the spectrum. To demonstrate this we show that all K E C are in the
resolvent set, which is the complement of the spectrum, and is defined
as those values of K for which (A K) has a bounded inverse. Therefore
we consider the existence of solutions to the equation
(A K)o = s(E,u). (2.9)
We examine first the case of isotropic scattering, for which the
scattering operator becomes
Sd' dE Z (E',i E,p) du' dE' ZE(E E) (2.10)
1 E 1 E
Using this operator we may write for Eq. (2.9) the equivalent equation
1 f 1
(a U1<)c(E,U1) jdVj dEVA E (E' E)O(E ,p) = S(E,)). (2.11)
1 E
For values of K E C we may divide by (a K<) and integrate over p:
I 1(E,p)du E t(E)
11
d I
= <
a K
1 E
1
S2 (E
2 "S
* E).(E') +
S(E, )
du a
aUK
Since K 0 C, both integrals over P exist and Eq. (2.10) is of the form
, (E) = f(E) dE'
E
1 f(E) dE'
E
1
2 s(E E)'(E') + g(E)
Zs(E'E)*
s
S(E) = g(E).
(2.13)
(2.14)
Provided that the scattering kernel is bounded, the Neumann series
inverse
00
*(E) = o
n=o
f(E) dE'
E
s(E E).
g(E)
(2.15)
Thus (A K) has a bounded inverse, and we have
(2.12)
always exists [58].
the result that the complement of C is not in the spectrum of A. An
identical argument applies to the adjoint operator.
We can extend this result to anisotropic scattering by making a
PN expansion of the scattering kernel and 0; the procedure of Eq. (2.12)
then results in a set of coupled Volterra equations which must be
inverted. Thus for rather general scattering kernels, i.e., those which
can be developed in a finite bounded PN expansion, we have the result
that the spectrum of the wave Boltzmann operator consists only of the
continuum C.
Forward and Adjoint SlowingDown Eigenfunctions
Since the point spectrum for the slowingdown problem is empty,
there will be no regular eigenfunctions and corresponding space and
E,pseparable eigenmodes. To obtain the singular eigenfunctions corre
sponding to the continuous spectrum K< C, we may apply the technique of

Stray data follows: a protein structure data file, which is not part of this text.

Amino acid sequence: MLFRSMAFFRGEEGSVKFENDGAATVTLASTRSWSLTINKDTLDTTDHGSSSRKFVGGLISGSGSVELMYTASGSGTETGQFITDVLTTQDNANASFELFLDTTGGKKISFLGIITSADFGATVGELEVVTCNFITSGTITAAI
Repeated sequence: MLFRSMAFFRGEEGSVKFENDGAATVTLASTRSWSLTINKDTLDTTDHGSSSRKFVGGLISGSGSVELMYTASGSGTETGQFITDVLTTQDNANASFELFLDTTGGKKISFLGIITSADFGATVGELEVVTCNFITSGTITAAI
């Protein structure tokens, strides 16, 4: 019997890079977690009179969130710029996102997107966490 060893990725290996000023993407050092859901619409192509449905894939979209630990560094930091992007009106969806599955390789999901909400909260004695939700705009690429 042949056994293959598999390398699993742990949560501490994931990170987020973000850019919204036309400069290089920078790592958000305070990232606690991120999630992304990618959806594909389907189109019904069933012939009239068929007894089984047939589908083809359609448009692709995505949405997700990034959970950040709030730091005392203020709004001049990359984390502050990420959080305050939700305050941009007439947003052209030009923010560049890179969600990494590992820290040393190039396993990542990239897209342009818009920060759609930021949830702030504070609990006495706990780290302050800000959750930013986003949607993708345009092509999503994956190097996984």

Chapter I. Adding X(i)(a pi)6(a UK) to the righthand side of
Eq. (1.12) and dividing by (a UK) we find
F= 1 fl f
F(E,p;
1 E
+ X(K)S6(a K<), K e C
(2.16)
or equivalently, ,
1 L du' dE' Z (E',w' E,p) F(E,p;<) = A(<)6(a UK).
1 E (2.17)
At this point it is necessary to proceed more formally. It has been
1
observed in Chapter I that the integral of the factor (a PK) over
E,lJ exists, since it is a pole. We would like to extend the Neumann
series inverse, which we used in Eq. (2.15), to Eq. (2.17). Accordingly
we write
0 I n
F(E,p;<) = (d) du dE' Z (E ,I E,U) 6(a uK)
n=o
1 E
\(K) $ 6(a WK)
SFSD (E,iJ;<)
SFK 6 C (2.18)
as the forward slowingdown eigenfunction. The formal "Case's Method"
derivation of Eq. (2.16) must be verified for specific scattering kernel
models by means of more careful arguments such as those used in substan
tiating Eq. (1.32) [31,33,34]; it appears that this will succeed for
"wellbehaved" scattering kernel models. For K in the continuous spec
trum of A the inverse of the operator (A <) exists but is singular [35],
so it is with some justification that we write the second form of
Eq. (2.18), defining the formal inverse scattering operator $. Further,
the Neumann series expansion has an interesting physical interpretation
in terms of familiar iterated collision integrals.
To see this we first recall that the zero scattering crosssection
eigenfunction of Eqs. (1.21) and (2.8) represent neutrons streaming with
eigenenergy E and direction u ; this deltafunction distribution is
K K
also the n = 0 term of F(E,p;K). The second term is
F()(E,;<) a Z E(E ,p E,p) E < E
aIJK S K K K
= 0 E > E (2.19)
K
which may be interpreted as the distribution resulting from one down
scattering interaction, multiplied by the transport factor (a P<)1
which is peaked at E and K Similarly, higher terms in the expansion
may be interpreted as the result of n downscattering interactions, so
that the entire eigenfunction may be regarded as the result of excita
tion by neutron waves streaming with E and i along with an associated
K K
downscattered contribution excited by the streaming portion. The
eigenfunction is nonzero only for E and below, since only down
scattering can occur. (This deduction from Eq. (2.18) is valid whether
the Neumann series converges for E < E or not.) We see that the eigen
K
function singularity consists of a deltafunction contribution and a